Mahoney wet his lips. “I…lost a friend, recently.”
“Happens to us all, ‘ventually. How’d he go?”
“He’s just gone.” Mahoney stared at the ground. “If he were dead it would be one thing—”
“Tell me ‘bout it. I saw a feller vamoose the other day. Broad daylight: vwip! Just like that.”
Mahoney had thought himself incapable of further shock. Apparently he’d been wrong.
“Did this man have red hair? Down by the Memorial Hall?”
“Got it on one.” The bum grinned. His remaining teeth were brown. “I axed the newsmen to talk to me, but they wouldn’t believe me.”
Mahoney leaned closer. “Tell me, did you…did you hear anything? Maybe like the rustle of large wings?”
The bum gave him the eye. “Now I know yer pullin’ my leg. Not nice to fun me around.”
Mahoney screwed his eyes shut and put his head down. “Nothing. Nevermind. Forget it.”
He covered his eyes with his hands to make extra dark. The act of opening his eyes now felt like a greater and greater burden. The more he looked the more he needed to look. Blinking felt like betrayal. He wondered if he’d still feel the same if he skewered himself with the radio antenna lying up against the trash can.
Mahoney snapped his eyes open. Now sitting where the bum had been, upright and prim as if he’d stepped from his personal portrait, was Orroft.
Mahoney fell back, upturning the crate. “No.”
Orroft stepped from the box and unfolded himself. It was like someone had clipped him from a magazine and pasted him into the dirty brick of the alleyway. It was unreal how clean and sharp the lines of his body were. Mahoney floundered, trying to push away with his limbs in a clumsy rowing motion. He went nowhere.
Orroft stared down with his hatefully blank face. His glasses were spotless and in them Mahoney could see his own haggard reflection.
“No, oh, no, please, no no no.” Mahoney held up a hand. “I’ll go. I’ll leave and I won’t tell a soul.
Orroft was impassive as a stone idol. “No you won’t, Mahoney. You won’t leave here. I think you know that.”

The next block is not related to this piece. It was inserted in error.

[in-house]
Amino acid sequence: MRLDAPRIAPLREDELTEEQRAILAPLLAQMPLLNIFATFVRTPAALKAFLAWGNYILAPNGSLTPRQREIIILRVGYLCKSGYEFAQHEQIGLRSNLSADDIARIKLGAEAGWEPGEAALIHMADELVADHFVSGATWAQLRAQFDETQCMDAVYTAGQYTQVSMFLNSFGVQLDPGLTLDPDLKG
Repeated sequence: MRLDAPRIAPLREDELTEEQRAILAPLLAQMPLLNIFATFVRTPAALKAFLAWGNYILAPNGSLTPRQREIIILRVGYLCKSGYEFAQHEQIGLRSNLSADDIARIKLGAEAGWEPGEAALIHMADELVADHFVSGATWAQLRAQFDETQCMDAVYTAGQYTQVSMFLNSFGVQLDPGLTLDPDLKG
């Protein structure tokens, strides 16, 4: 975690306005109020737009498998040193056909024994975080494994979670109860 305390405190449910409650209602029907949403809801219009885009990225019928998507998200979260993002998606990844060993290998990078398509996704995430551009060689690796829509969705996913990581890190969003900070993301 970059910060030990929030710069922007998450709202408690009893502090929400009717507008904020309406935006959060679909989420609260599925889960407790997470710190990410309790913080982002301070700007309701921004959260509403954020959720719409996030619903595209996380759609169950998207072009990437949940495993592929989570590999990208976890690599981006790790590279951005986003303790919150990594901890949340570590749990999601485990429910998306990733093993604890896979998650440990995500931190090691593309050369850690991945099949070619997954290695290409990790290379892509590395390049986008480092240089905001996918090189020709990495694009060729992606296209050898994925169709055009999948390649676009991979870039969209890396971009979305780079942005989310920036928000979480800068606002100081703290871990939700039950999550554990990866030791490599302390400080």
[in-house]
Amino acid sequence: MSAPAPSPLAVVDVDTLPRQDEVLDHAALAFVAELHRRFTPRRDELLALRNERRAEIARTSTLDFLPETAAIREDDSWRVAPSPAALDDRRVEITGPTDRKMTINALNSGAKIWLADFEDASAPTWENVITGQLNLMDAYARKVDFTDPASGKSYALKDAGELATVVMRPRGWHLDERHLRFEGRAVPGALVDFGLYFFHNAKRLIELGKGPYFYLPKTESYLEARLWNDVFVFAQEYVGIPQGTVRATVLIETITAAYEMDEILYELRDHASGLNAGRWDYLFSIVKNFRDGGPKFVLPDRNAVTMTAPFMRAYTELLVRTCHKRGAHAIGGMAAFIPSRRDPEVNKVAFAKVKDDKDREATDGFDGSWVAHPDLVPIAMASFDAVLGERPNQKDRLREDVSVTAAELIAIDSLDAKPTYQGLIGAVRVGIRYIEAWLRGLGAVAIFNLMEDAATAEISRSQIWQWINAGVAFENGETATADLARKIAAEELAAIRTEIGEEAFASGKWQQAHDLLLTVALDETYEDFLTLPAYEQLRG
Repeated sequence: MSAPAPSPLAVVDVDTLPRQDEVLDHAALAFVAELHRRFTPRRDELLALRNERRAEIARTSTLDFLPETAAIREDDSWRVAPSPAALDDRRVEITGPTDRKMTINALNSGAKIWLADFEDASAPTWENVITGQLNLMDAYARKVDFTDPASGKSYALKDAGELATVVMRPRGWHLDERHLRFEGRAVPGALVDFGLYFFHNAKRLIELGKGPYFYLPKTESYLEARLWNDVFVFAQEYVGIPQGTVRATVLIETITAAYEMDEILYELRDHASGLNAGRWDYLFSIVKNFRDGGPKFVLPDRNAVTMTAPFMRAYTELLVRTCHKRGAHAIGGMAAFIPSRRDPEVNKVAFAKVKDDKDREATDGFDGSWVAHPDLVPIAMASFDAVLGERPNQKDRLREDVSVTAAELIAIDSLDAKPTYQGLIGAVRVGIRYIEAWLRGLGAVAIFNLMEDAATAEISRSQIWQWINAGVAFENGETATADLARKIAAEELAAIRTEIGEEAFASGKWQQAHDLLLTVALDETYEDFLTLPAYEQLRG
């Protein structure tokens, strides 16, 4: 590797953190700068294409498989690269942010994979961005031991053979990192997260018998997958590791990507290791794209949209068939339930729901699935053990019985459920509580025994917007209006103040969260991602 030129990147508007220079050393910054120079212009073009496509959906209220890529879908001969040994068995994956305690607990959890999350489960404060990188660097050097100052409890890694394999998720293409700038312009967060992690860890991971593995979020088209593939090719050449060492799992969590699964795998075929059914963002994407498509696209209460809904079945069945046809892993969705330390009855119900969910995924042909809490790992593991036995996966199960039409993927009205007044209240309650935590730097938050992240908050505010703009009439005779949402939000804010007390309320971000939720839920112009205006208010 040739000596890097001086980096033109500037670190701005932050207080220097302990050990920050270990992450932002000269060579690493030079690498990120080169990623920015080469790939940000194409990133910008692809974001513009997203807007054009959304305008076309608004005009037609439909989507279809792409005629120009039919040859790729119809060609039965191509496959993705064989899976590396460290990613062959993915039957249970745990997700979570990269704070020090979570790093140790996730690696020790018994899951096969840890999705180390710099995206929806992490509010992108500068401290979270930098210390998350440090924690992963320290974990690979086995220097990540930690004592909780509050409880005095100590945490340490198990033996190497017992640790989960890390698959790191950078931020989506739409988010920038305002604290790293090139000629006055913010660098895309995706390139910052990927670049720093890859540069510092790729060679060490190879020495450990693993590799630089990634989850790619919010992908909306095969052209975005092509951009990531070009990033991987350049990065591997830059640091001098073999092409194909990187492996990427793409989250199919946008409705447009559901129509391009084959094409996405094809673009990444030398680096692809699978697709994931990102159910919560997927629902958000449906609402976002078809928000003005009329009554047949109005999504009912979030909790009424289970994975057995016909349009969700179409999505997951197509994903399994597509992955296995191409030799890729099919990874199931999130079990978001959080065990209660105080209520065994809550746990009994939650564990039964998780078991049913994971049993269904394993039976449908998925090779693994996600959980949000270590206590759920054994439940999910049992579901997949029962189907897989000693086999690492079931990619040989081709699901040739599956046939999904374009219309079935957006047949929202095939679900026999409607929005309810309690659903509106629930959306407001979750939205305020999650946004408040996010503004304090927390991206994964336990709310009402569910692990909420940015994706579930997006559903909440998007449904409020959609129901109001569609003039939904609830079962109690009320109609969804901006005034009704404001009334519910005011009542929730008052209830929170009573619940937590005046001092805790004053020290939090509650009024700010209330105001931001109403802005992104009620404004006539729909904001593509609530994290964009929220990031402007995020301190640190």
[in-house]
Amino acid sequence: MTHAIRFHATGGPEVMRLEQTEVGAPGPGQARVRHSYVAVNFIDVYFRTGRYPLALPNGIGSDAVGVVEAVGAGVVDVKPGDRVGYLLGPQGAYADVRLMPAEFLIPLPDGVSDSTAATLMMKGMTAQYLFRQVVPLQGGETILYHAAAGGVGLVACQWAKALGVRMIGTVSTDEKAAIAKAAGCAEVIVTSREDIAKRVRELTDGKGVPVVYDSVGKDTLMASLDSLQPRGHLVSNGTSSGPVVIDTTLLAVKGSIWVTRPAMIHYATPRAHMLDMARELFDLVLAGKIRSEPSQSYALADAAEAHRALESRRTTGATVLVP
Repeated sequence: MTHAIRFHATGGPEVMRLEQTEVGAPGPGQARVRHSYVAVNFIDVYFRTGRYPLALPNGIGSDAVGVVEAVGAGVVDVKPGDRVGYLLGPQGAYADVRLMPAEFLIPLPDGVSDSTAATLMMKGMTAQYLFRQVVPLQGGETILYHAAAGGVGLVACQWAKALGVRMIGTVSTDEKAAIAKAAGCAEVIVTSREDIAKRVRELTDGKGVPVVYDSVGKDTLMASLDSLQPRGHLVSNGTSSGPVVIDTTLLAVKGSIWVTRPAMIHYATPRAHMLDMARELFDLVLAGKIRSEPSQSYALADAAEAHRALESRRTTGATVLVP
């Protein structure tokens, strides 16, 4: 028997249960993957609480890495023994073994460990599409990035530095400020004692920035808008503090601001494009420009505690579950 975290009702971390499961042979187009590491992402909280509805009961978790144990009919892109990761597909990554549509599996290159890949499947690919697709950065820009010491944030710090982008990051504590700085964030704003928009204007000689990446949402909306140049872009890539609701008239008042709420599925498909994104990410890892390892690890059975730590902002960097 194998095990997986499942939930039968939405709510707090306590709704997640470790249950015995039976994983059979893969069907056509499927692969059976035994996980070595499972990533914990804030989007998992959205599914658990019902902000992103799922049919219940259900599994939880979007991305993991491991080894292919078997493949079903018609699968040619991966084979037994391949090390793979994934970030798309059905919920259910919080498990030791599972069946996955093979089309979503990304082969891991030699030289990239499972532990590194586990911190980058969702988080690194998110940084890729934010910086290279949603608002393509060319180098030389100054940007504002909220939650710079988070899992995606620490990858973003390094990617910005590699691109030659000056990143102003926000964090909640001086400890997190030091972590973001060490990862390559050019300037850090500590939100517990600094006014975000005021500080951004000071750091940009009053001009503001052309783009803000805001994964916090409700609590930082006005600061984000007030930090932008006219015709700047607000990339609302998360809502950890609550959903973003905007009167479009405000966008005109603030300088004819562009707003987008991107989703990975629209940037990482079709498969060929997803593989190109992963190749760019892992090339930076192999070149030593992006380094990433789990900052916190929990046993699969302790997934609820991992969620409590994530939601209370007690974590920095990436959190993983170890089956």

Mahoney’s mouth began watering and he could taste the beginnings of bile. He swallowed it down in a tremendous feat of strength.
“What did I do?” he asked, “what the hell did I ever do to you people? I didn’t ask for this.” His terror flash-fried into anger. “I never did anything to warrant this! The hell did I do to you bastards?”
“Please understand, detective Mahoney, it’s not what you’ve done. It’s who you are.” Orroft’s voice was soporific, like a shot of morphine.
“Who I am? I’m nobody. Open the phone book, you’ll see plenty of Mahoneys, even more private dicks.”
Orroft tilted his head slightly, peering just above the rim of his spectacles. “Mahoney, I’ve something very important to ask you.”
“What’s your first name?”
Mahoney opened and closed his mouth. Nothing came out.
“You can tell me that much, can’t you? Your first name? Your mother’s name, perhaps. A bit of your history.”
“I was in the war,” Mahoney blurted.
Mahoney stammered. Orroft knelt as if addressing a child.
“You were nearly correct in saying that you are nobody—you are very nearly nothing, Mahoney, no more and no less than what is needed.”
“By the Oculus.”
Mahoney let a little terror-giggle escape. “You’re bananas. All of you.”
“No, really. You are a detective because you needed to seek. You have a name, because people needed something to refer to you by. Only what is essential to moving forward.”
“You know I’m not. I see. Don’t you see, Mahoney?”
Unbidden, the vision came back
but he blinked it away and clamped hands to his eyes. “Shut up, shut up, I don’t give a damn what you say, it’s all a nasty parlor trick. You’re some kind of fakir posing as a head shrinker, and this is all some dope-dream. I’m laying in an alley with a needle in my arm and piss in my pants.”
Orroft blinked. It was a slow, involved motion. “You are, once again, half correct. This is not ‘real’ by the metric one might measure life.”
“Stop talking in riddles.”
“Alright then, let me ask you this: a woman disappeared from your office. She did not exit via the door or any other method. How is that possible?”
“How did you—” Mahoney blinked. His eyes felt like sandpaper. “It’s not, okay?”